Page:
When when it comes down to it, Ready Player One is an underdeveloped movie that tries to make up for its own shortcomings with nostalgia and flashy visuals, but it’s just not enough. The only reason to see this in the theater is because every image is so cluttered that if you care about seeing every single thing, the bigger it is the better.
What can one say about Jaws? It’s the first summer blockbuster. It basically created the film industry as we know it today and is a legend in its own right. It’s spawned countless parodies, references and even theme park rides, not to mention three lackluster sequels. All of this pontificating is me saying it’s a great movie. Read the rest of this entry
The Hundred-Foot Journey features great photography, color pallet and a marvelous cast that brings their A game, but as the movie drags on, its endless montages and meandering subplots turn a quality film into a movie that can’t keep your interest. Read the rest of this entry
Raiders of the Lost Ark seems to be the favorite Indiana Jones movie of anyone who’s in their forties or older – if you’re in your thirties, you tend to gravitate toward The Last Crusade, but such is life. I mention this because I myself am a Last Crusade man and therefore don’t worship at the altar of the Lost Ark. That’s not to say I don’t like the movie, but I thought it was worth mentioning that this one isn’t my favorite so you’ll understand where I’m coming from.
I go back on forth on Indiana Jones and the Temple of Doom – lots of people love it, lots of people hate it. I used to fall solidly in the latter category, but now, the more times I watch it, the more I get split on the subject. Therefore, I’m prepared to speak on both the good and the bad: here are five things to love and five things to hate about Indiana Jones and the Temple of Doom.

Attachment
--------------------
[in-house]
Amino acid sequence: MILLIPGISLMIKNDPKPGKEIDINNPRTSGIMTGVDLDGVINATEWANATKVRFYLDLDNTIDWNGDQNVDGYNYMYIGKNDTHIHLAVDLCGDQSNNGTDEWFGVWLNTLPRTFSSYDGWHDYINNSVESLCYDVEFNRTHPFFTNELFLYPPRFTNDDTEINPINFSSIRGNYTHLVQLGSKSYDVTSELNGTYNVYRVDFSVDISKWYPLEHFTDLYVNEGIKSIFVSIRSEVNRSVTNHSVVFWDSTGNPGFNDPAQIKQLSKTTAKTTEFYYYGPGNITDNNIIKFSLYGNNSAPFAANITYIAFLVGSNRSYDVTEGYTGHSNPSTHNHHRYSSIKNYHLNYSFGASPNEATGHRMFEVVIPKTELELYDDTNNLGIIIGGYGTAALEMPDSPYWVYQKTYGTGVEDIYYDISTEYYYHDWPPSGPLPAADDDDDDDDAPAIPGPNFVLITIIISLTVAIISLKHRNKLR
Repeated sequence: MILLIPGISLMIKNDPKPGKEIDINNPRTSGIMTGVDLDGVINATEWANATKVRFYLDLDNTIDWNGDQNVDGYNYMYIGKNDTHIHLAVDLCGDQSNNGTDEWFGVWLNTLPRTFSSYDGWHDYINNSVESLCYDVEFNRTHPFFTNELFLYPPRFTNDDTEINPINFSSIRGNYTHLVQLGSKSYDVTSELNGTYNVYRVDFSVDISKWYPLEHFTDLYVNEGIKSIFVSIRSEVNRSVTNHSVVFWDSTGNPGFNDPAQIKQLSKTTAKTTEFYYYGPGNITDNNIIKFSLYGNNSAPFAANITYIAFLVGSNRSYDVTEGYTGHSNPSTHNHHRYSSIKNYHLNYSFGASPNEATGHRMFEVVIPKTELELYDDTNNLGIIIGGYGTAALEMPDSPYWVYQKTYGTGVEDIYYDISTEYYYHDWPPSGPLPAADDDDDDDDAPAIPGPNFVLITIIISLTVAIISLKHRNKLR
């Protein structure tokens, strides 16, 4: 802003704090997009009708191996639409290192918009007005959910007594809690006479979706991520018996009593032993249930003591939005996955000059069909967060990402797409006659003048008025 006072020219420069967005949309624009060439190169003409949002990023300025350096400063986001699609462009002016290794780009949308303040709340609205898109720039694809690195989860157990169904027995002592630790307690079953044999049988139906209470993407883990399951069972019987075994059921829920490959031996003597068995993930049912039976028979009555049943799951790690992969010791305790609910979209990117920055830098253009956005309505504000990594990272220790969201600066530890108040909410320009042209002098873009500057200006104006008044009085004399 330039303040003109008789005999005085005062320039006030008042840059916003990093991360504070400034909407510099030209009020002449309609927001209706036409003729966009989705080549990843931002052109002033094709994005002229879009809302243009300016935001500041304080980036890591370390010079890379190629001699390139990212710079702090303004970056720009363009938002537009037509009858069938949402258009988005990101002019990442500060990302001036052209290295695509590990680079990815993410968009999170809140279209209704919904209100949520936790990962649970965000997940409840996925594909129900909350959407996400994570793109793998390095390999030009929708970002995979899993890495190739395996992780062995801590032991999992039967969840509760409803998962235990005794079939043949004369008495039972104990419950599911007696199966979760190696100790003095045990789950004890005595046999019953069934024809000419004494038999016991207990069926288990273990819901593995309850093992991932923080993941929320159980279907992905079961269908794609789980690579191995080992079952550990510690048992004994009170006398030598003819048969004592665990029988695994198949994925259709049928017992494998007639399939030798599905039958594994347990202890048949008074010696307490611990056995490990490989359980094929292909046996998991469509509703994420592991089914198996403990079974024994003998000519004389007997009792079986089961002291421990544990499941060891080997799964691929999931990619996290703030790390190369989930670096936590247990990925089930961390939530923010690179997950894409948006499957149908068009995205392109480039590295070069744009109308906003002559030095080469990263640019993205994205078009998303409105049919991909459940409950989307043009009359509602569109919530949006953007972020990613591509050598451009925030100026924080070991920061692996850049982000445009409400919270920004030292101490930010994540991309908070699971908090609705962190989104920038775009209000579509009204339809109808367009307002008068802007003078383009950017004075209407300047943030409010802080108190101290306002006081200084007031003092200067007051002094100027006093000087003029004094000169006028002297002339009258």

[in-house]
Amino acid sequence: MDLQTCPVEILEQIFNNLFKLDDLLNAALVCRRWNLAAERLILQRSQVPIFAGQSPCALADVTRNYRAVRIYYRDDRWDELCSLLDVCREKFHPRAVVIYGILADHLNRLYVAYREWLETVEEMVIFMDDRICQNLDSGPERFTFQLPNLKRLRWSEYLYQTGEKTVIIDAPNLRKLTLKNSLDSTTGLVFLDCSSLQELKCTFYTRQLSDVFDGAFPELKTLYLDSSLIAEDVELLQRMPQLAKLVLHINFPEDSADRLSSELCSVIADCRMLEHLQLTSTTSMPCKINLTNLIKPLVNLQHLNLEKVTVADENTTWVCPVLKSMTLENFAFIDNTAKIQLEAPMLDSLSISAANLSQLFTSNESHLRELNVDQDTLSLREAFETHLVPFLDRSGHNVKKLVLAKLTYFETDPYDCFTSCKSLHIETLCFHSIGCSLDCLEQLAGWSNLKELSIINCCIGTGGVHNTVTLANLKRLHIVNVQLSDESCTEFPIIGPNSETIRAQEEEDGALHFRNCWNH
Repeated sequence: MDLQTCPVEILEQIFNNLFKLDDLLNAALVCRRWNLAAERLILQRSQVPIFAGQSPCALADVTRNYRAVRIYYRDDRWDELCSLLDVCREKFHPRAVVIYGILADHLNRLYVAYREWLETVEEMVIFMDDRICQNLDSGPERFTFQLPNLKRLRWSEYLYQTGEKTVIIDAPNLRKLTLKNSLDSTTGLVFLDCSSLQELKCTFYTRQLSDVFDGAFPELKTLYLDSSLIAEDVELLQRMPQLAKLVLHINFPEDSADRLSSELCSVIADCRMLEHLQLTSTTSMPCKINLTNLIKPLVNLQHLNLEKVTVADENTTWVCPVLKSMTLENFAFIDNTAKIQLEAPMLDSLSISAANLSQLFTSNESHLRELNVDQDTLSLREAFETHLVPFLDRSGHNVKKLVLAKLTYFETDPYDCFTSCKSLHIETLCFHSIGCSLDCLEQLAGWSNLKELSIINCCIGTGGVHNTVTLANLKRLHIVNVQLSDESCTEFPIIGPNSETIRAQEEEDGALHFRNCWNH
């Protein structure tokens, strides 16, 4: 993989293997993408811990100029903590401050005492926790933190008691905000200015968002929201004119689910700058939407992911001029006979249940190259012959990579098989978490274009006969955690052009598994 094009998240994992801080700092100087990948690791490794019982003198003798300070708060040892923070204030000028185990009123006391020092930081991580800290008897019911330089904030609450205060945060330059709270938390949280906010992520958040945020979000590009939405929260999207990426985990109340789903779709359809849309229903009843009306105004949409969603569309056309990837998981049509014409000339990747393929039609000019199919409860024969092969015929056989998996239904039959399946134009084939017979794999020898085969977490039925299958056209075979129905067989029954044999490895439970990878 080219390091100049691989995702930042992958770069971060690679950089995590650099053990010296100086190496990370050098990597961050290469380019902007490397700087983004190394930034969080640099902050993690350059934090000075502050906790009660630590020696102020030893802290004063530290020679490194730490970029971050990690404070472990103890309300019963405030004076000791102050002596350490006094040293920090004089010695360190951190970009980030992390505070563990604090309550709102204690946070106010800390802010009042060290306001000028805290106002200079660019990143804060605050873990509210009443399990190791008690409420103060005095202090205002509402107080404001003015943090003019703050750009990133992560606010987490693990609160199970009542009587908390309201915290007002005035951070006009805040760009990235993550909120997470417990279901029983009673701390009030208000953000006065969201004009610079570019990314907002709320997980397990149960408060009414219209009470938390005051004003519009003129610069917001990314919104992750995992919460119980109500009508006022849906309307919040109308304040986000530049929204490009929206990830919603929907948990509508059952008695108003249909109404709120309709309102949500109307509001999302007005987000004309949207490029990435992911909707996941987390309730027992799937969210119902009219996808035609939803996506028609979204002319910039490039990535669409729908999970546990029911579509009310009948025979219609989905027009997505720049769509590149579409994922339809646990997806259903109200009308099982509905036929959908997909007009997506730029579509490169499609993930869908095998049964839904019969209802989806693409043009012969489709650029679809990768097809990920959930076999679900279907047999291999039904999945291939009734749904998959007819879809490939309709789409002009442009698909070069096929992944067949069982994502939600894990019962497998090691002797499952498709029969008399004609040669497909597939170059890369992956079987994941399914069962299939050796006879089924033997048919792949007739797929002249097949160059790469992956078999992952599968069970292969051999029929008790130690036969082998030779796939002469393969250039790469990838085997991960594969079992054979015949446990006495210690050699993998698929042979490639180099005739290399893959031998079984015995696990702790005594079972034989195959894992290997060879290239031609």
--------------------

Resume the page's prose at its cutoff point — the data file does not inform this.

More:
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Harrison Ford and Sean Connery. In the same movie. On an adventure. What more could you ask for? Sure, Connery isn’t exactly playing James Bond in this movie, but then, Indiana Jones kinda is James Bond already, so we’re set on that front. Indiana Jones and the Last Crusade has it all.
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Indiana Jones and the Kingdom of the Crystal Skull is the worst movie in the franchise… (movie review)
I’ve seen a lot of bad movies. A lot of bad movies. But, there are subtle levels of terrible films. In the case of Indiana Jones and the Kingdom of the Crystal Skull, it’s certainly the worst movie in the franchise, but it’s hardly one of the worst movies ever. It’s not even the most disappointing movie ever. While it is fair to call it a bad movie, the reasons I hear are usually off base. They usually go something like this: Read the rest of this entry
Lincoln is the newest jam by director Steven Spielberg, which stars “he who disappears into every role and pulls them off without fail” Daniel Day-Lewis in the title role. While the movie is well done (and such a welcome change from a visual perspective after the close-up shot tyranny of Les Mis), the movie might generate some confusion, so I’ve put together this Frequently Asked Questions post that should clear everything up. Score, trailer and FAQ after the jump… Read the rest of this entry